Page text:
When a product “should not be expected to track the underlying index over periods longer than one day” it is effectively created for a day trader and not a retail client of a big Wall Street bank.

Here’s another big problem for Morgan Stanley. According to the SEC complaint filed last week, in March 2010 Morgan Stanley put compliance policies and procedures in place to deal with non-traditional ETFs. One of those procedures required “that the positions be monitored on an ongoing basis, that the purchase of single-inverse ETFs be a hedge, and that financial advisors complete single-inverse ETF training.”

As with all of the big Wall Street firms that have a retail broker sales force, the brokers are required to take and pass a Series 7 licensing exam before they handle client money. It typically takes months of study to pass this exam and it is frequently compared in difficulty to the CPA exam. If that comprehensive understanding of securities is inadequate to sell these non-traditional ETFs, and Morgan Stanley has mandated that the broker must take extra training to sell these non-traditional ETFs, then how can it blame a retail client who has no Series 7 license or special ETF training for his losses? And yet that is exactly what Morgan Stanley did time and again in the arbitration hearings.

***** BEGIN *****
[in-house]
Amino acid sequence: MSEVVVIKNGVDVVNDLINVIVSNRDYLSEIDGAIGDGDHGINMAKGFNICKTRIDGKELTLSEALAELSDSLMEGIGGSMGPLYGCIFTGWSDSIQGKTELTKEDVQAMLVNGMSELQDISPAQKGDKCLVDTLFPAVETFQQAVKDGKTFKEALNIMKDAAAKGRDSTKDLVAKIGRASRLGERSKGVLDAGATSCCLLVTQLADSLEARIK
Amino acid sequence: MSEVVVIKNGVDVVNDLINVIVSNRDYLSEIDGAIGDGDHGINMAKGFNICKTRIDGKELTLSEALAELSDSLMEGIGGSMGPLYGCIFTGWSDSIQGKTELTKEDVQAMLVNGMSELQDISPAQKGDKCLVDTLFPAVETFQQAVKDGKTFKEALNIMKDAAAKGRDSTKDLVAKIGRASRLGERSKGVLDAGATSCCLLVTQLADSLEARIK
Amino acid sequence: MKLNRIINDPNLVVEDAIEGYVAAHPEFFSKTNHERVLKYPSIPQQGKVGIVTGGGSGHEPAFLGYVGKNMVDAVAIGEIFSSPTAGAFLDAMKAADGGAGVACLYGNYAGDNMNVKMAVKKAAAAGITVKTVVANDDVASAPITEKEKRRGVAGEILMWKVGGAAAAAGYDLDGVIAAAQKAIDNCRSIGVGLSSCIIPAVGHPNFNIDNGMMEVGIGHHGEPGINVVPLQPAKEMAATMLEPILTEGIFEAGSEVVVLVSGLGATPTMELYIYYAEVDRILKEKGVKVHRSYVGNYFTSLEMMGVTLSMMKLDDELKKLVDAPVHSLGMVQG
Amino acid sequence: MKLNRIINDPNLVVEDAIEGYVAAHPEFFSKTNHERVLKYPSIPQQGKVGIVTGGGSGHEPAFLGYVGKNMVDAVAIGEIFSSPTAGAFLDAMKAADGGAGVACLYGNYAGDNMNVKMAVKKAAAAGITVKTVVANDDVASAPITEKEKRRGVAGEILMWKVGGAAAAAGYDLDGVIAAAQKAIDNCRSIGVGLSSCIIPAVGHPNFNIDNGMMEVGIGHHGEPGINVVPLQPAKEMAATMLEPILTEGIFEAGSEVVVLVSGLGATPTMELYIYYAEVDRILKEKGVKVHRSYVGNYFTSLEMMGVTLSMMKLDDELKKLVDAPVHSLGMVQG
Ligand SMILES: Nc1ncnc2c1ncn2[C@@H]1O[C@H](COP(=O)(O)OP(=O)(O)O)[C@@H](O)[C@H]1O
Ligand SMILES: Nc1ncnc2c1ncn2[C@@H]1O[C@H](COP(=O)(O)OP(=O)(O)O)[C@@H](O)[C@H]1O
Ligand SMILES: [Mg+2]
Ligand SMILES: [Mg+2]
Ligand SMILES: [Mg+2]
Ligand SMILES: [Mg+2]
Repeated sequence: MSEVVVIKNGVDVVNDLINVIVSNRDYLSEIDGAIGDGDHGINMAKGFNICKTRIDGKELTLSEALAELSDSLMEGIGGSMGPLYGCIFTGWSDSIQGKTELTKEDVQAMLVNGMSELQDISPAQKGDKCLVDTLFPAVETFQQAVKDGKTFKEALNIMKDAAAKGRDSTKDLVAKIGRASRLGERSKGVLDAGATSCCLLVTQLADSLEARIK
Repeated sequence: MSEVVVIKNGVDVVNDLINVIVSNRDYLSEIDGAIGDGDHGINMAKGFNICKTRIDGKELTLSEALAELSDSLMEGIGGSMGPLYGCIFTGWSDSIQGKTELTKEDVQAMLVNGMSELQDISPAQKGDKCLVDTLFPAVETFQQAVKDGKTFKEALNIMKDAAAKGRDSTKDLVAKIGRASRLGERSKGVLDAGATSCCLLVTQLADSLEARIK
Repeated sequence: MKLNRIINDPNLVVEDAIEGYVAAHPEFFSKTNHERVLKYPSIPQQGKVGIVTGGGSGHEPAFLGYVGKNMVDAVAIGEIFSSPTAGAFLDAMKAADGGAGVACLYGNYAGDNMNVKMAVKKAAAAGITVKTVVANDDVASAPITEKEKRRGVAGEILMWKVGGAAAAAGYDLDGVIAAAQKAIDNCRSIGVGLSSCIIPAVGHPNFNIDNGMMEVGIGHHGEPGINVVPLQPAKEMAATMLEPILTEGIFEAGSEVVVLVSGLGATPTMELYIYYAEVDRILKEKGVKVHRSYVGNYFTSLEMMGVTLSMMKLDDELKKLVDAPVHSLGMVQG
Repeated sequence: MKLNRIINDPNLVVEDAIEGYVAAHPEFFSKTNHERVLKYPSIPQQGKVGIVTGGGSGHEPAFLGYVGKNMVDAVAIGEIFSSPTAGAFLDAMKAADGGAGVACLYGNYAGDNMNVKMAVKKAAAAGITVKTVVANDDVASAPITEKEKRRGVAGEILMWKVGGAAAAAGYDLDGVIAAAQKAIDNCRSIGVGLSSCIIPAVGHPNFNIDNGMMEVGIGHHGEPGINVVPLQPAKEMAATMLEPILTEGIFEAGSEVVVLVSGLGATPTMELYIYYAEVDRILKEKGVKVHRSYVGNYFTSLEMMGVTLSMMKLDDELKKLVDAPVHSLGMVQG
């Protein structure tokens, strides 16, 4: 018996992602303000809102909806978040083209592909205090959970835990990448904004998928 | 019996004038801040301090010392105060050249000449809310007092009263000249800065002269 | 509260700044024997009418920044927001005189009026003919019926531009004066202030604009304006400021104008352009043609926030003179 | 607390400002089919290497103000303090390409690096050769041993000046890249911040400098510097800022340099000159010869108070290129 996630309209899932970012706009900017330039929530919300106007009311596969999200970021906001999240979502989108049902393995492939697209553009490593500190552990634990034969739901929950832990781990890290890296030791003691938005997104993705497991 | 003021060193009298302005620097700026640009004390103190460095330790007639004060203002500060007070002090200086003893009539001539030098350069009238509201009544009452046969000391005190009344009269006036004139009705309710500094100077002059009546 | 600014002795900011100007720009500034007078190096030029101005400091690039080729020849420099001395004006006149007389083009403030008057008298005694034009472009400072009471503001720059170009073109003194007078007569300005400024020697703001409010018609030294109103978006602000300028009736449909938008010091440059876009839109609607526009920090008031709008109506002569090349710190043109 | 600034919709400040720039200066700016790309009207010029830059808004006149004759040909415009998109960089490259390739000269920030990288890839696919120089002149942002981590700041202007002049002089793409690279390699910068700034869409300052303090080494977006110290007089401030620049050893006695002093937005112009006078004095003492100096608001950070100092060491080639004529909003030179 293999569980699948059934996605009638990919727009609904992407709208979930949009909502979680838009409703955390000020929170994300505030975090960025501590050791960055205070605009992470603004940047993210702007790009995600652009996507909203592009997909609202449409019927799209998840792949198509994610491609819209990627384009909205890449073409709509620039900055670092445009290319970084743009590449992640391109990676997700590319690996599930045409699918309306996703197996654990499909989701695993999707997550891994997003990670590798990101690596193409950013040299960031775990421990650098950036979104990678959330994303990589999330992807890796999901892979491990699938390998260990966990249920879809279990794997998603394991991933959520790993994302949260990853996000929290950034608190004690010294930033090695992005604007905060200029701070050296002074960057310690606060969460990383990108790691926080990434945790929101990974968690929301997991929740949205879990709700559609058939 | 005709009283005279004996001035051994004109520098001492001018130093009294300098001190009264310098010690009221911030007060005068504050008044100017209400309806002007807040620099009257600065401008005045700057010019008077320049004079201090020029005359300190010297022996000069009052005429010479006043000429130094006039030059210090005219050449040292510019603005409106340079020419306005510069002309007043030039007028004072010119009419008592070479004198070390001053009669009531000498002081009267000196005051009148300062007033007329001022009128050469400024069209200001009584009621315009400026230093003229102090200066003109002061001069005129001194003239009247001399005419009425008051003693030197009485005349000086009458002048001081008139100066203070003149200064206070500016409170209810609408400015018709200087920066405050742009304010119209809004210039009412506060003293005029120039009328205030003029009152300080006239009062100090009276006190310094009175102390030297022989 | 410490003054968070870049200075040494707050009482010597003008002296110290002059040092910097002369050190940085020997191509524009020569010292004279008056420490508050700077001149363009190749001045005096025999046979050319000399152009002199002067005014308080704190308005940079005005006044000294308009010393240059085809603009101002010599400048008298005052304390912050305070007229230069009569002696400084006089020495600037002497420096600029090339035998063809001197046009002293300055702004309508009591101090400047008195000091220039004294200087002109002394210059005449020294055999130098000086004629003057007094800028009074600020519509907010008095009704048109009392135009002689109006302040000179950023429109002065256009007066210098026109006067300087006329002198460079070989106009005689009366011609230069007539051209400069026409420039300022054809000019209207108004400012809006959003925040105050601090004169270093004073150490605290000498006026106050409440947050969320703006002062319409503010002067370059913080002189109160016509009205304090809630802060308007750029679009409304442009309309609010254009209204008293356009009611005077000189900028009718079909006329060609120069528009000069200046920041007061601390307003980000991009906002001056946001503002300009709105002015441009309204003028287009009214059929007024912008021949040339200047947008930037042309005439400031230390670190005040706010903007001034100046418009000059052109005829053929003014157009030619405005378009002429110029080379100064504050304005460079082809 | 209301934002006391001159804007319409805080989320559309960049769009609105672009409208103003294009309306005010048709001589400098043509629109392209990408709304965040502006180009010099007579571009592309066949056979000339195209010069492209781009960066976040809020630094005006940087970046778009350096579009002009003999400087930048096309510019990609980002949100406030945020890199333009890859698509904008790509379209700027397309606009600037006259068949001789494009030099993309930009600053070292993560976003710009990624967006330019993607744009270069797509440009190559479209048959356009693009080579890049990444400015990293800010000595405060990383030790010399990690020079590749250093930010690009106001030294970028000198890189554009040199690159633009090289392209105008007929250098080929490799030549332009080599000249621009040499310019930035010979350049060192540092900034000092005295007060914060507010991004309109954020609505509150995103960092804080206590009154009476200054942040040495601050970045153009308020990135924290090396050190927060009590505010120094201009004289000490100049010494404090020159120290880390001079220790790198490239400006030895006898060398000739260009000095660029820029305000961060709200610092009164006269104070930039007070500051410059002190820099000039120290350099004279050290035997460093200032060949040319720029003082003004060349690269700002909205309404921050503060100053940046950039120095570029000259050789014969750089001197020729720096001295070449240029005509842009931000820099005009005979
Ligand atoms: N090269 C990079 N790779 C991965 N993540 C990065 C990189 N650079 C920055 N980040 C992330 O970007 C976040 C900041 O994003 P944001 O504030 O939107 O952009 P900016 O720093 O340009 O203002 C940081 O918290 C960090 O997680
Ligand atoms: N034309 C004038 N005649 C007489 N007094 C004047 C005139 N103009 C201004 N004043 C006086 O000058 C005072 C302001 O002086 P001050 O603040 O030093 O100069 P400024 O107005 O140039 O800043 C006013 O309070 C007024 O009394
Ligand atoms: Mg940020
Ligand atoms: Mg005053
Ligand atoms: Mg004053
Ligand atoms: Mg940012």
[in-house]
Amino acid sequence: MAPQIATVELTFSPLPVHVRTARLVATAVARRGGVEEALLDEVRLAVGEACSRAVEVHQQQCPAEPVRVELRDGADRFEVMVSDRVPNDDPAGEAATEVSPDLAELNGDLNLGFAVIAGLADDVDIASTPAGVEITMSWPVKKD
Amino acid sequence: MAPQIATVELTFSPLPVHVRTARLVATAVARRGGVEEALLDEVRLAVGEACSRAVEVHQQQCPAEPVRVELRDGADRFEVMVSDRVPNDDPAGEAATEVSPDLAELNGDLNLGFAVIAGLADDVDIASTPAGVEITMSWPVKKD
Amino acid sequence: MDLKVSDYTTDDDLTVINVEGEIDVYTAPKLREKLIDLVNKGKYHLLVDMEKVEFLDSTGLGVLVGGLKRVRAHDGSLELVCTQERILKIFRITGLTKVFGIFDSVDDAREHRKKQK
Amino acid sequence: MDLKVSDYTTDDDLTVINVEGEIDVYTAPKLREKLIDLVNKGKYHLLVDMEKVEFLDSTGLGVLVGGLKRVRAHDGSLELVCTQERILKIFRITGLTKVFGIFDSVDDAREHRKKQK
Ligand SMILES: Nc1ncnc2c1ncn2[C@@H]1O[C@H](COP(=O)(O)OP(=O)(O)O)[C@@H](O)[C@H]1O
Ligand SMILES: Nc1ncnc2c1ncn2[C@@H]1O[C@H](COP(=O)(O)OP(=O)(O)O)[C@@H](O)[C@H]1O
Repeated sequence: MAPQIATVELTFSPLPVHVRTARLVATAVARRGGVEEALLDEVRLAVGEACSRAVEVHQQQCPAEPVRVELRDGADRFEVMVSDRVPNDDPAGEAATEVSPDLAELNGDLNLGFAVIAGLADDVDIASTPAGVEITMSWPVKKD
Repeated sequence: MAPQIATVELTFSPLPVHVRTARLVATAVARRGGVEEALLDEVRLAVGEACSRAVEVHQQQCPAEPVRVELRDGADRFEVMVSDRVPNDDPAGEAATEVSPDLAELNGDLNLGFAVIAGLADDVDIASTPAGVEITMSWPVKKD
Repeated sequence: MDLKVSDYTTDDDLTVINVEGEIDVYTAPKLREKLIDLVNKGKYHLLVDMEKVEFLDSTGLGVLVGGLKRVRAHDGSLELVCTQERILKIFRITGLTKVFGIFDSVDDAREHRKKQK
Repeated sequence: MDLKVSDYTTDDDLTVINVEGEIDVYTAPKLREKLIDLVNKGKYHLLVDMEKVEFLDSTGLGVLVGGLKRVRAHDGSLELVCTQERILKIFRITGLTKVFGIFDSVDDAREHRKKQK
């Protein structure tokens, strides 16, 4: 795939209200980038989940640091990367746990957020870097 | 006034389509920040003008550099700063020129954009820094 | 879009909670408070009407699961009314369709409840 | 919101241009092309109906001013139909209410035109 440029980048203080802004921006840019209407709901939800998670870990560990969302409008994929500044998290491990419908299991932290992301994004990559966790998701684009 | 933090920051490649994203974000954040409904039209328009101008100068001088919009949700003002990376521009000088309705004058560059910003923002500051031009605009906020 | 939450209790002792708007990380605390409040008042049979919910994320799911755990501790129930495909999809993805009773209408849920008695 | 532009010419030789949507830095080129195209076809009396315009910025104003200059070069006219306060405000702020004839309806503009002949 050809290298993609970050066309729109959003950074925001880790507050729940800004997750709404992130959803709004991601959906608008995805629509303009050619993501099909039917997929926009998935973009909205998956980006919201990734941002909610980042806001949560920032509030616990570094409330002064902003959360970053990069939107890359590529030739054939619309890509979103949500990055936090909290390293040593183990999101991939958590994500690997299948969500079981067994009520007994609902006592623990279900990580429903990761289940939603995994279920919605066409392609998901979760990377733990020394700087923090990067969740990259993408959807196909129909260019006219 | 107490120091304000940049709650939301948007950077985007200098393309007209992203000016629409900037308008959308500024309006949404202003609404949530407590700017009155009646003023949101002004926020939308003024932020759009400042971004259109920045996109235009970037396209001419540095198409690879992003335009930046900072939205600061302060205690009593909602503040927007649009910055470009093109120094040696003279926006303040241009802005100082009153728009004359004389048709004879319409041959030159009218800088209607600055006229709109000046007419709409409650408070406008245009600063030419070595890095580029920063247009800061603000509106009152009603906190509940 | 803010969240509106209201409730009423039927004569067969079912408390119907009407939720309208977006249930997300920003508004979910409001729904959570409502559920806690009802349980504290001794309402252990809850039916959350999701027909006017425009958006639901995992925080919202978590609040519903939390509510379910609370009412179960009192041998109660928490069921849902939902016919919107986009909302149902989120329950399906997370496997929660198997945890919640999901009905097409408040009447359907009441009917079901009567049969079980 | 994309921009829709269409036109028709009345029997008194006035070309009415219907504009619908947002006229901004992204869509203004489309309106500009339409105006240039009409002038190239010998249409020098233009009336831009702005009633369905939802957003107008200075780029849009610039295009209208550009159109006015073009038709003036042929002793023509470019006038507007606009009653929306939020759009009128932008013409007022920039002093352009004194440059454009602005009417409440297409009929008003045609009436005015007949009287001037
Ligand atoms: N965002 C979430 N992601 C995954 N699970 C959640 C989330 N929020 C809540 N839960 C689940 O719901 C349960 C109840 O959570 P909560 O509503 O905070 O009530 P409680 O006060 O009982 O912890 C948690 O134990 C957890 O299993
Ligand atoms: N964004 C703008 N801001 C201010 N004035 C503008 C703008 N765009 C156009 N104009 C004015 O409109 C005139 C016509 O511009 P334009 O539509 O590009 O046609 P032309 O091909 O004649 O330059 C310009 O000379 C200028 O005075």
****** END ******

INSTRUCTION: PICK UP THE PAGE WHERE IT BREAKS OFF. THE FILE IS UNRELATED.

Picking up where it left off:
We are not alone in thinking that this is one of the worst products for a retail investor. In 2011, Howard Gold wrote a brilliant analysis on leveraged ETFs for Dow Jones’ MarketWatch. Stating that the products had “blossomed like poison mushrooms,” Gold wrote further:

“Leveraged ETFs purport to give investors two or three times the return of the underlying indexes on which they’re based. Inverse leveraged ETFs let you do the same thing on the short side.

“The problem is, these instruments are designed to be used as daily hedging and trading vehicles, but investors are holding them much longer than a day, which is particularly dicey in today’s volatile markets.

“That’s why I think these are the single worst product for individual investors I’ve seen in two decades of covering markets.

“There are plenty of other ways investors can hedge their portfolios with less risk, like using certain simple options strategies. Successful investing in leveraged funds requires the discipline of a computer-driven hedge fund or a steely eyed professional trader. Using them improperly is all too easy.”